Published by Self-Published on May 18th 2016
Genres: Contemporary, Mental Health, Romance
Buy on Amazon US • Buy on Amazon UK
Jake Tucker is broken. At twenty-two, he went in to the Marine Corps a naïve, troubled youth. Nine years and four tours later, Jake finds himself back on US soil, though his mind remains firmly planted in the sands of Afghanistan with the men he left behind.
Wounded, chewed up and spat out by war, Jake has only his dog, Nuke, PTSD, and survivor’s guilt to keep him company. He’s lived every day for nine years wondering when it will be his last, but there’s little comfort in the fact that he’s still standing when his platoon isn’t.
Ellie Mason doesn’t have time for broken. She’s too busy trying to put food on the table. And keeping up with the demands of her autistic son, Spencer, is sometimes like fighting behind enemy lines. As if navigating the minefields of single parenthood isn’t enough, Ellie finds herself drawn to the quiet Marine who’s just as lonely as she is. But she’s loved damaged men before, and it left her wounded.
Set against the picturesque backdrop of Fairhope, Alabama, Ellie and Jake find themselves running toward the sound of chaos.
Love is war.
Only the strong survive, and surrender is inevitable.
Reviewed by Joanne
*I received an E-ARC in exchange for review*
I don’t know where to start! There are so many things I want to mention, so many things that I loved about this book.
First of all, the characters. You have Jake Tucker – a man struggling with his demons after returning from Afghanistan, where he served with the marines and was held as a POW. He was tortured beyond breaking point and saw untold horrors that he will never forget. The flashback scenes were truly awful, and I knew it would take a lot for Jake to overcome his nightmares. His emotional scars run far deeper than the physical ones. He needs help, but he doesn’t want to let anyone in. The closest relationship he has, is the one with Nuke, his service dog.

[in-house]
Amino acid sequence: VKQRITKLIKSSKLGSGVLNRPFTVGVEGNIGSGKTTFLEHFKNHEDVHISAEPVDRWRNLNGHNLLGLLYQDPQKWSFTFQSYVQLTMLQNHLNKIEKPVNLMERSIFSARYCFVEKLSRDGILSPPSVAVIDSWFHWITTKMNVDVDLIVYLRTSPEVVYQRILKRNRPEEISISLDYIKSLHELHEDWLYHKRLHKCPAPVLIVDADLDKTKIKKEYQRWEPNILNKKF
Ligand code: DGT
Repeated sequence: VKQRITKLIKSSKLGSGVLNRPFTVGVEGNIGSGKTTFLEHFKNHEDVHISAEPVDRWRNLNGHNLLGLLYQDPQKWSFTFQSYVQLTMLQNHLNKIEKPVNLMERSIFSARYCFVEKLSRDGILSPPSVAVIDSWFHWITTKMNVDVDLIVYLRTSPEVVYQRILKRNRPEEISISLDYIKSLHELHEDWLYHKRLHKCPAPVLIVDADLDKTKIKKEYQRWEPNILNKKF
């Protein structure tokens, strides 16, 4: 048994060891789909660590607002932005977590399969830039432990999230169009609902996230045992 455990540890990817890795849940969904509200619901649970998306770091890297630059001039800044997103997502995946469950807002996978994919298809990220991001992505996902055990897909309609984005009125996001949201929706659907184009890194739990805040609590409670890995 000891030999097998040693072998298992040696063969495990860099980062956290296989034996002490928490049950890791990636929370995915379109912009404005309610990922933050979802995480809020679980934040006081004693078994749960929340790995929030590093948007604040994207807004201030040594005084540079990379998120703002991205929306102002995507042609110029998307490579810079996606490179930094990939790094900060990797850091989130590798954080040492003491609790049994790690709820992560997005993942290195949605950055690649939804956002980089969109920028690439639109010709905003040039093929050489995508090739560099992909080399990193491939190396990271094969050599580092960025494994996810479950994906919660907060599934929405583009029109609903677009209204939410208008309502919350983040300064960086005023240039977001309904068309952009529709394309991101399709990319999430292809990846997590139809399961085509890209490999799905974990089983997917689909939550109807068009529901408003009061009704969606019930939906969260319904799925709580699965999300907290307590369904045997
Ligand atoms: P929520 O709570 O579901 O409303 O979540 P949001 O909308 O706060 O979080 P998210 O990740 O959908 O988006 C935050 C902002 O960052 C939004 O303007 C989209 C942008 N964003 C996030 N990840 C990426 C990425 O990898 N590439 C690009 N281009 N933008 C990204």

Ellie Mason is a single mother struggling to bring up her son in her own. For any single parent it would be a hard life, but when you also add to the mix that her 8 year old son Spencer is disabled, then things just got a whole lot harder. Spencer is on the Autistic spectrum, and also has Sensory Processing Disorder. Her life is all about making sure Spencer is happy, and keeping to the routine he needs. Ellie has enough going on in her life, and the warning signs should be enough to scare her away from Jake, but she just can’t help herself.
Spencer, well I just adored him. The things he came out with made me laugh at times and at other times they broke my heart. As a mother of a child on the spectrum, I related to Ellie and how she tried to keep things as calm as possible for her son. From the strict routine, to the obsession with the military, and the aversion to being touched, it all rang so true for me. There was one passage that brought tears to my eyes, which just about summed up how most mothers of an ASD child feel.
My son is not diseased, it’s not catching, and we’re not looking for a miracle cure or a way to change him. We just need to find a way to work with him. We need to find a way to make all those beautiful pieces inside his brain fit together.
This was my first Carmen Jenner book, and I loved her writing style, as well as her vivid descriptions. I loved the way the characters spoke in their southern accents, and the scene in the salon with Miss Maggie and Miss Chelle made me think of Truvy’s Salon from Steel Magnolias (one of my all time favourite films!).
This story really got to me. Ellie’s life with her son, Jake’s battle with PTSD, and the pair of them desperately needing each other but being too stubborn to see it. I could understand why they were hesitant, Ellie was worried how Spencer would cope if Jake didn’t stick around, and Jake was worried he would hurt Ellie or Spencer during one of his many episodes. I just prayed they would be able to find a way to overcome those worries.
There’s no bravery in running away, but there can be in surrender. Sometimes to surrender to someone else’s chaos is the bravest thing you can do.